Kings and queens of England have visited on many occasions in the past, but today marks a first in the history of Dublin, indeed all of Ireland. Tonight Dublin plays host to a major European soccer final for the first time. Ever.

Truth is I've been underwhelmed by the contest. I'm only a skin-deep soccer fan. It was only the other day that I bothered to go looking to find out which teams were actually going to take part in tonight's Europa League Final and was disappointed to learn that both teams were from Portugal.

I don't really care, but vaguely wanted to see two different cultures in the stands and on the streets of Dublin before the game. However, FC Porto and SC Braga are not only both from Portugal, but their respective cities - Porto & Braga - are only about 30 miles apart.

I had projected my lack of interest onto everyone else here, but I'm beginning to suspect I'm wrong about that. I thought there would be thousands of empty seats, but as of this morning there are reportedly only a few tickets remaining.

Also, reportedly, there will be 25,000 visitors to these shores for tonight's game. I can't argue with that figure, but they're either all arriving today or they've been busy visiting other parts of Ireland because there were very, very few Portuguese fans in Dublin yesterday.

I've mentioned before one of the quirks of tonight's game: that it's being played in something known - for one day only - as the "Dublin Arena." The game is really being played in the Aviva Stadium, but because Aviva Insurance is not a sponsor of Europa League, the stadium's owners have been forced to replace the name Aviva Stadium with green banners {photo}.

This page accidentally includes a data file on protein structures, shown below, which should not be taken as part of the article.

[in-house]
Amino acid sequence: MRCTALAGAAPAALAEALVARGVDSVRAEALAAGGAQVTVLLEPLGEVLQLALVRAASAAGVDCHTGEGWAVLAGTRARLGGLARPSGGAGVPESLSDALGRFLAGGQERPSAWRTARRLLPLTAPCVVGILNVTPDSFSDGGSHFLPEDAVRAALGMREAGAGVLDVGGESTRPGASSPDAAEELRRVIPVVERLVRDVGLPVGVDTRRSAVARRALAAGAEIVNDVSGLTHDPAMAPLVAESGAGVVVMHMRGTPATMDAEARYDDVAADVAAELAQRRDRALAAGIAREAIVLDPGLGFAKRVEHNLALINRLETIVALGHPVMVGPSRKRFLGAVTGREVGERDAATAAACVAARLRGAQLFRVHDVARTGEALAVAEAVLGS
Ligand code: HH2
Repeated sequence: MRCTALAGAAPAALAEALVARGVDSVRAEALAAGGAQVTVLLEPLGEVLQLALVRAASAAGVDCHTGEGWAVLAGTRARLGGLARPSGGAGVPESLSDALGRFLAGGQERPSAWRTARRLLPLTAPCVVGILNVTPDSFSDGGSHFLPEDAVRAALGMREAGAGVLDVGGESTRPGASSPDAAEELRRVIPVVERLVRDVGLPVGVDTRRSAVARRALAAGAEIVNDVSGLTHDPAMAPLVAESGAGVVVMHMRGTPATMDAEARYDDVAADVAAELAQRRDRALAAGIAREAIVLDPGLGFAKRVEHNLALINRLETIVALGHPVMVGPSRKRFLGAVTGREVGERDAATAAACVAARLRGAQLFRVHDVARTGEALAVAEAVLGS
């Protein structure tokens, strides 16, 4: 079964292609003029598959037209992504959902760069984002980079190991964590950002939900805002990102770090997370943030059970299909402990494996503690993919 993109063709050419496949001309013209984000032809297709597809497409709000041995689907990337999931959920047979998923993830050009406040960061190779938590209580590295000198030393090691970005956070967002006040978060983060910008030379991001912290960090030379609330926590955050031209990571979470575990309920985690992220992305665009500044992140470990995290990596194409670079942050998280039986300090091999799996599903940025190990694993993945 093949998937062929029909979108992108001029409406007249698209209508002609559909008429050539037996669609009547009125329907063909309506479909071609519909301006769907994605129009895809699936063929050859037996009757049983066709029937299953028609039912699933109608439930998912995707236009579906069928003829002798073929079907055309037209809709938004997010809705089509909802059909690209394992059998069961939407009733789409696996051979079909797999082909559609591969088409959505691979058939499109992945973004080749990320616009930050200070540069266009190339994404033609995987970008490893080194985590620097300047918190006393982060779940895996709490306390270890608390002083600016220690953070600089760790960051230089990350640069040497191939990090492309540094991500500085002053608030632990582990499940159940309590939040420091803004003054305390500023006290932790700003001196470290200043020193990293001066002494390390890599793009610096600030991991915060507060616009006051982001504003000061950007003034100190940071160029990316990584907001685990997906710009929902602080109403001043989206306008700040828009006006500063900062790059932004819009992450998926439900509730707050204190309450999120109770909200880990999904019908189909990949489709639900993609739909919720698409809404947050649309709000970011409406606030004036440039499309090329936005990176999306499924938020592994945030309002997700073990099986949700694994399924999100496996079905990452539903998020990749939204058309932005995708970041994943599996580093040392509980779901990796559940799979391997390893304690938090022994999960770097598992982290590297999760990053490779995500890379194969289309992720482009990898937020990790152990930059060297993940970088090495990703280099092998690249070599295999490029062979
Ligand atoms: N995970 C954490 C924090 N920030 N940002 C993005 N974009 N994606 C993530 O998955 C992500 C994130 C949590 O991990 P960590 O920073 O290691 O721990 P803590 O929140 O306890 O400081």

The beauty of all this is that any Portuguese fans hoping to ask for directions to the "Dublin Arena" are likely to be met by blank stares from the locals. Fortunately, there are color-coded signs around the center of Dublin directing fans in the right direction. You do, however, have to stare closely to deduce the signs' meaning.

This is a testing week for Dublin. Although the pressure on the police and those involved in the organization to get the Queen's visit right is almost overwhelming it is still vitally important that Dublin and Ireland show that we're capable of handling this big occasion tonight.

At a minimum that means no crowd trouble inside or outside the stadium and no glitches with the broadcast upon which millions of European soccer fans will be depending. I'm confident that the neutral Irish soccer fans and the two sets of Portuguese will get along fine and there is no reason to suspect that Dublin's telecommunications infrastructure cannot handle the rest. Should be a good night.